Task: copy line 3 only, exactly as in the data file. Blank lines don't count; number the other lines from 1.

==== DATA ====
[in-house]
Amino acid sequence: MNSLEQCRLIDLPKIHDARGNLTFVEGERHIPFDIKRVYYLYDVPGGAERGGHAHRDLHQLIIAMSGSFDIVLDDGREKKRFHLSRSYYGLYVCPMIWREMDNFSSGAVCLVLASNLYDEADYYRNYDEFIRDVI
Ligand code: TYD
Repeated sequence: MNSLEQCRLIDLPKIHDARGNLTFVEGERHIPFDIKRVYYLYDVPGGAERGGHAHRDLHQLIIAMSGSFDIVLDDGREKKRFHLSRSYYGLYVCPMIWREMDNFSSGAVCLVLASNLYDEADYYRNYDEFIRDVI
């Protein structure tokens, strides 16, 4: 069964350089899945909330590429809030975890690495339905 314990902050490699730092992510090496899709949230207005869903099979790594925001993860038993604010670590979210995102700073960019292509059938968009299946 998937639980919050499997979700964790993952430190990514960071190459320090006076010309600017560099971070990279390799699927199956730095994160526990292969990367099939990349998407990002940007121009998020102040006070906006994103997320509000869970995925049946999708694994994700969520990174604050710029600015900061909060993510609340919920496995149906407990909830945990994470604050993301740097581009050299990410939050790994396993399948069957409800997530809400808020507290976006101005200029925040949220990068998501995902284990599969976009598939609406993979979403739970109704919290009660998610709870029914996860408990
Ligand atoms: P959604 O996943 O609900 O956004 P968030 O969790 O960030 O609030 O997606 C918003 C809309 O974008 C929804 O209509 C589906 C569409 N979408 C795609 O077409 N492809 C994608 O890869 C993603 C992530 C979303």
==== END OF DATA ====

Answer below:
Ligand code: TYD